365 days without shopping!

Let's be honest girls...we buy too many clothes. This year I have decided to put an end to my constant clothing consumption and re-invent, re-work and recycle my own wardrobe and the wardrobes around me. I will only wear clothes made by my own hands, exchanged / borrowed from a friend (or friendly stranger) or salvaged secondhand. And so starts my good fashion choices, even if I'm only making them for myself.

Saturday, December 19, 2009

How I Got Here

As explained in my 'About Me' section, I studied fashion design and for a time worked in 'the fashion industry'. While still at collage I went on a tour of the headquarters of one of Australia's largest clothing chains. Something our tour guide said has always stuck with me:

'Our clothes are disposable fashion', she said. 'We're lucky if our designs make it to the washing machine.' ...

While I was impressed with the sheer volume of the garments produced and proud that an Australian company was thriving, the idea of the wastefulness and the ethical and ecological consequences of such mass production never sat well with me.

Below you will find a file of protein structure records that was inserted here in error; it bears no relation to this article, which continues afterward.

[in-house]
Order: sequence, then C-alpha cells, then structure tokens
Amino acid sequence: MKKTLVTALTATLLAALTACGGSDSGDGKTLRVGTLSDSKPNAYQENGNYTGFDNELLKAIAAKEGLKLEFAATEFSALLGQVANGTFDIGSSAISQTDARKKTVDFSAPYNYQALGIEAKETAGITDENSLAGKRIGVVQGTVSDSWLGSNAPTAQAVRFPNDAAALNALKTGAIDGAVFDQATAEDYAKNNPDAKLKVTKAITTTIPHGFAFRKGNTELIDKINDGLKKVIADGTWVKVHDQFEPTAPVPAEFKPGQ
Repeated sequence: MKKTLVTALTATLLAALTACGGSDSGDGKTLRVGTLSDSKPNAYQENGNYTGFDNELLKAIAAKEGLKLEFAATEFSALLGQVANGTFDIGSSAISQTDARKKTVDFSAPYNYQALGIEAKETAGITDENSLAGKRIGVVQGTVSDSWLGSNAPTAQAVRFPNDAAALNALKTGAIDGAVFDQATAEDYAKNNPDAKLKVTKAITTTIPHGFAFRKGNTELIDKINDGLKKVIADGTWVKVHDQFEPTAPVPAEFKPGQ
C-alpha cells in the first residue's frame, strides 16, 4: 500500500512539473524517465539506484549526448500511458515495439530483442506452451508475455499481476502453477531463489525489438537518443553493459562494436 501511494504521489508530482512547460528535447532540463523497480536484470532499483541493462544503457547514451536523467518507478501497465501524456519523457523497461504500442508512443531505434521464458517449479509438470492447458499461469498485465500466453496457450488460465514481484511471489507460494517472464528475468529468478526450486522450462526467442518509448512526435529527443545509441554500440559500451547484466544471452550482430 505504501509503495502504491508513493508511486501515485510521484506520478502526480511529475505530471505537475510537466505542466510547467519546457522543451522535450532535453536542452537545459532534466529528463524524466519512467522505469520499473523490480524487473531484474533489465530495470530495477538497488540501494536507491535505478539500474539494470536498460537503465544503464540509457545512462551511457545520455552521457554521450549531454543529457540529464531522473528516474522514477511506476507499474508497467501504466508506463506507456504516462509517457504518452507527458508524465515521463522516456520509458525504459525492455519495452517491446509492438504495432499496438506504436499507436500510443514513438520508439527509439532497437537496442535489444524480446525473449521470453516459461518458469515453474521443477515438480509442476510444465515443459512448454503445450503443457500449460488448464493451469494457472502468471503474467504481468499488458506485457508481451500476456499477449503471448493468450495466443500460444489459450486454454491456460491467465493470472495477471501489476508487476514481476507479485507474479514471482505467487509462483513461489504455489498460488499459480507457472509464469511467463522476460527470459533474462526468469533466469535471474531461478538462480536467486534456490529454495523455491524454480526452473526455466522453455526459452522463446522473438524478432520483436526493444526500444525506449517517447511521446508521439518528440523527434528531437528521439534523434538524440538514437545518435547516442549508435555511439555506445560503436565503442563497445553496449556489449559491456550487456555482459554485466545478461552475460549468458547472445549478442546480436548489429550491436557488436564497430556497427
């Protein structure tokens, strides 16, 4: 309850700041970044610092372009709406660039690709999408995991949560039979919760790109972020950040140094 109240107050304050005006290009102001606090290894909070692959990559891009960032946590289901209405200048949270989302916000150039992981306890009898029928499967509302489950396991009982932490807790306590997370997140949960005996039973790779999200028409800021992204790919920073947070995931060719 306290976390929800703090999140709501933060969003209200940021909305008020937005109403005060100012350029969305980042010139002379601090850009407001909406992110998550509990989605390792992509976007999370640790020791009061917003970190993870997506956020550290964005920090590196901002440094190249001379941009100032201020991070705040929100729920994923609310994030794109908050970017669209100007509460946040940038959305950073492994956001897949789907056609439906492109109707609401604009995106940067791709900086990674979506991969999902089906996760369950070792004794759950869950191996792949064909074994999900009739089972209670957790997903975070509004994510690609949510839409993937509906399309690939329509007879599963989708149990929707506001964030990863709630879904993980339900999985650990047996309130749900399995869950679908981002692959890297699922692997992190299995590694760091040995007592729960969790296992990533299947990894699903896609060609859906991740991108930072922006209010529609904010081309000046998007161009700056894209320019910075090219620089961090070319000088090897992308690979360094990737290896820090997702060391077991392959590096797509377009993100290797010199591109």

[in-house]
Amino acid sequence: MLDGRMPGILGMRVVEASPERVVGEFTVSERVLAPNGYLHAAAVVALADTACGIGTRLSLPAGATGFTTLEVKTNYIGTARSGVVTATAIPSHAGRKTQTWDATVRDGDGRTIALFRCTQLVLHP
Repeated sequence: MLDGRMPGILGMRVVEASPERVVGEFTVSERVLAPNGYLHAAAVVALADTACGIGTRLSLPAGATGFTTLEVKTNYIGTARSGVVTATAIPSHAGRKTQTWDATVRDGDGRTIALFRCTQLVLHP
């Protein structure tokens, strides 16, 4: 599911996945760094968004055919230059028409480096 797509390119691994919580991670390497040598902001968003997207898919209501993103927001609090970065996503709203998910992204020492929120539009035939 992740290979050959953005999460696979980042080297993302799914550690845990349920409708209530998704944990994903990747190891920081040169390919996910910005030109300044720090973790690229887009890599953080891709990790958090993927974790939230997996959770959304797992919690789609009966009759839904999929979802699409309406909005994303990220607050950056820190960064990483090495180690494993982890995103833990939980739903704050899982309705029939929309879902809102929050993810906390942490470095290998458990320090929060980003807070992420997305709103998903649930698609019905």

I got started working at the bottom of the food chain for a tiny importing company, who sent me out with a camera and a buying budget, to knock off whatever the top chain stores were selling. I would spend hours scouring the Internet for the latest trends and get them into production before the market changed again. Needless to say, it was exhausting and left me creatively disillusioned. I knew that the garments I was helping to produce couldn't be good for the environment, for the people constructing them or ultimately the consumer wearing them. But I couldn't see any other way for the market to still make its profits and Australia to be able to afford fashionable clothes.
Now don't get me wrong I LOVE FASHION and understand that style has been evolving since then beginning of time. I also think that Australia boasts some of the greatest designers on the earth. But this demand for disposable or 'fast fashion' causes labels and thus manufacturers to produce minimally designed, poorly constructed garments that are worn a few times and then discarded to landfill. Garments might make it to an op-shop or vintage store, but let's face it, garments of this quality weren't worth wearing the first time and will hardly hold up through the ages.
It is for these above reasons that I now find myself here; discontented with the moral, ethical, and ecological choices of the mainstream fashion industry and I'm definitely not alone. Supermodel Lily Cole was quoted in Peppermint Mag saying: 'I have long had misgivings about the industry I work in'. The demand for 'slow' fashion is on the rise with interest in fairtrade, organic and vintage becoming more and more popular.
And so the time has come to start making good fashion choices, even if I'm only making them for myself.

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